Buddha and the descending scale of thought: We have traced the course of human thought in connection with the idea of God from Sankhya to Yoga, and it is impossible for us to go any further. Krshna is accordingly the most perfect "incarnation" of God, because he represents the idea of the most perfect soul or the most perfect man, to whom the whole world is but one family.

But even the most perfect of men must die, even as the most perfect idea of God disappears from the world, as, indeed, it has done. We have gone to the highest point in the ascending scale of thought, and must now go down, and prepare for death; and corresponding to this the next stage in human life is sannyasa or renunciation of all action. And this is represented by the next "incarnation", Buddha, who personifies a life of perfection in the path of death.

Kalki, the last: We have traced the idea of perfection of the soul, that is God, from the beginnings of life to the highest point of human thought, and thence to death, and there is nothing more that it is possible to know. After this, wherever we turn, we shall find nothing but the essence of God, only we must remember that His basic conception arises through purity of life, from the senses to the soul.

A detailed explanation of the ten principal "incarnations" of Vishnu, after the manner set out here, will follow in a separate work, as soon as necessary arrangements can be made. The whole idea has been worked out in detail in accordance with the method of interpretation explained in the Mimansa, and only the barest outline has been given here. But it would serve to show what the original idea of the ancients was.

The real idea of these "incarnations" can, in a number of cases be obtained by dividing words into their parts, while in the rest, by means of other ways referred to in the Mimansa. For instance, the word Matsya (Fish) may be divided into ma, t, s, ya, when its meaning would be "(ya) the intellect, (s) mind, (t) the senses of action and (ma) the senses of knowledge". It thus gives us an idea of the soul in terms of the different faculties of man, without which it would be impossible to understand it.

Similarly Kurma (Tortoise) may be divided into k, u, r, ma, when its meaning would be "(ma) the senses of knowledge and (r) the senses of action (u) woven with (k) the intellect". Thus, it represents the idea of the senses being under the complete control of the intellect.

In the same manner the word Varaha (Boar) may be divided into vara, a, ha, when its meaning would be "(ha) the mind (a) associated with (vara, "better, best") what is good or the very best". Another word for the Boar in the text is Sukara, su, kara meaning "(kara) doer of (su, equal to su, meaning "good") what is good"; and so we see that both the words mean the same thing. The Boar accordingly symbolizes the idea of one who does good to others; and we know that a hog or pig serves as a natural scavenger. In living on filth or refuse it does good not only to itself, but to others too, though unconsciously. It symbolizes, therefore, the element of natural goodness in life, which, while serving its own ends, serves the purpose of something else as well. All other names are like this, and would be explained in due course.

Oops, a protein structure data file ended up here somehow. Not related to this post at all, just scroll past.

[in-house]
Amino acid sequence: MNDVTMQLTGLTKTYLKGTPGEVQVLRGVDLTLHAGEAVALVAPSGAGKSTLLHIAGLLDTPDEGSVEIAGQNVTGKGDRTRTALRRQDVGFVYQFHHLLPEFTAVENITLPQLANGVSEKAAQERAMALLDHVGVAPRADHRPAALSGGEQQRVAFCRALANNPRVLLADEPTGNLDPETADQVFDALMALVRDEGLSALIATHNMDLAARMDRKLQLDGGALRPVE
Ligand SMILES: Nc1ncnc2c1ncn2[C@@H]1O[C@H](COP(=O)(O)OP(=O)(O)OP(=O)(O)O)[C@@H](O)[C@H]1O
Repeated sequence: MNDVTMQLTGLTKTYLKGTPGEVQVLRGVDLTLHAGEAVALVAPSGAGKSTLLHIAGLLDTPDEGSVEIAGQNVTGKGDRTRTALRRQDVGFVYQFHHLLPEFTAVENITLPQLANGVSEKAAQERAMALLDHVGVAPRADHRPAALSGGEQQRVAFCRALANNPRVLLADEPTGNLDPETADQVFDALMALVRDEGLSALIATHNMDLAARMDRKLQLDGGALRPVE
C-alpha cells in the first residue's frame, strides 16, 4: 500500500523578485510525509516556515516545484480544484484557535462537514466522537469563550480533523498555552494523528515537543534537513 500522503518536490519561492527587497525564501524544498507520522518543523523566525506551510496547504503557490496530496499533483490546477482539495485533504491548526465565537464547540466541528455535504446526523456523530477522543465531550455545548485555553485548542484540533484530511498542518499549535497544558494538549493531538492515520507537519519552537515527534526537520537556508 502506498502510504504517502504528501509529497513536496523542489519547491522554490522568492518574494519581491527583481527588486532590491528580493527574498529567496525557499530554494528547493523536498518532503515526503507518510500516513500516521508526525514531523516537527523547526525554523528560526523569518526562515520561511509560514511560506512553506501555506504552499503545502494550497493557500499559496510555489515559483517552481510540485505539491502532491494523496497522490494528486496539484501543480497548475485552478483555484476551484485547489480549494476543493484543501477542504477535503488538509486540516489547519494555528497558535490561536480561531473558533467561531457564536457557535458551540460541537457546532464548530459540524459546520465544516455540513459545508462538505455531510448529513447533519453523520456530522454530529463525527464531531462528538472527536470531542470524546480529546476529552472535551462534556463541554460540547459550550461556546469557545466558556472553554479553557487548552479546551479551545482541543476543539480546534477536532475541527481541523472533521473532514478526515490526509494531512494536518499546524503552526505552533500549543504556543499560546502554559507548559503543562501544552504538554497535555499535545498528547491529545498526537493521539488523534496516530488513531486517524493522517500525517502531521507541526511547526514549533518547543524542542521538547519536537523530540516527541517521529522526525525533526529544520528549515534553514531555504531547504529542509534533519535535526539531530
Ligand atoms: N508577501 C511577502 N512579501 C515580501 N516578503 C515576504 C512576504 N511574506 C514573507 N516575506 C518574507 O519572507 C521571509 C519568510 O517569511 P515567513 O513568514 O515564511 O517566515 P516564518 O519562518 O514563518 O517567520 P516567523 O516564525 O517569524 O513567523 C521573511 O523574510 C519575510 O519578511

The incarnations of Vishnu and the system of philosophy and religion: We have seen how the systems of philosophy are linked up with those of religion, and both with the idea of the "incarnations" of Vishnu; and the whole idea may now be represented as follows:

1. SYSTEMS OF PHILOSOPHY      
DIVISIONS OF LIFENATUREMAN    
MEANS OF KNOWLEDGENatureSensesMindAhankaraIntellectSoul
SYSTEMS OF PHILOSOPHYSankhyaNyayaVaiseshikaMimansaYogaVedanta
2. SYSTEMS OF RELIGION      
DIVISIONS OF LIFENATUREMAN    
MEANS OF KNOWLEDGENatureSensesMindIntellectSoul 
SYSTEMS OF PHILOSOPHYSankhyaNyayaVaiseshikaYogaVedanta 
SYSTEMS OF RELIGIONSystem of Brahma     
JainismDigambaraSvetambara    
BuddhismHinayanaMahayana    
System of Mahadeva      
System of Vishnu      
 AtheismAgnosticismDualismQualifiedMonismMonism

We have explained why there is no place for the Mimansa in the systems of religion. This system is based on the character of ahankara or of I-as-an-actor; but, as all systems of religion regard the soul as an actor there can be no separate place for the Mimansa in this scheme. It has, however, a most important role in the systems of philosophy, as has already been explained.

3. INCARNATIONS OF VISHNU      
The Ascending Scale of Life      
DIVISIONS OF LIFENATUREMAN   
MEANS OF KNOWLEDGENatureSensesMindIntellectSoul
SYSTEMS OF PHILOSOPHYSankhyaNyayaVaiseshikaYogaVedanta
SYSTEM OF RELIGIONSystem of Brahma    
INCARNATIONSFish (Soul)Tortoise (Control of Senses)Boar (Goodness of Life)  
SYSTEM OF RELIGIONSystem of Mahadeva    
INCARNATIONSMan-lion (joy of life)Dwarf (An intelligent boy)Parasurama (An intelligent student)  
SYSTEM OF RELIGIONSystem of Vishnu    
INCARNATIONSRama-chandra (A perfect house holder)Krishna (A perfect man, having the world as his family)   
The Descending Scale of Life      
SYSTEM OF RELIGIONBuddhism    
INCARNATIONBuddha (Perfect in death)    
A Universal Conception of God     
KALKI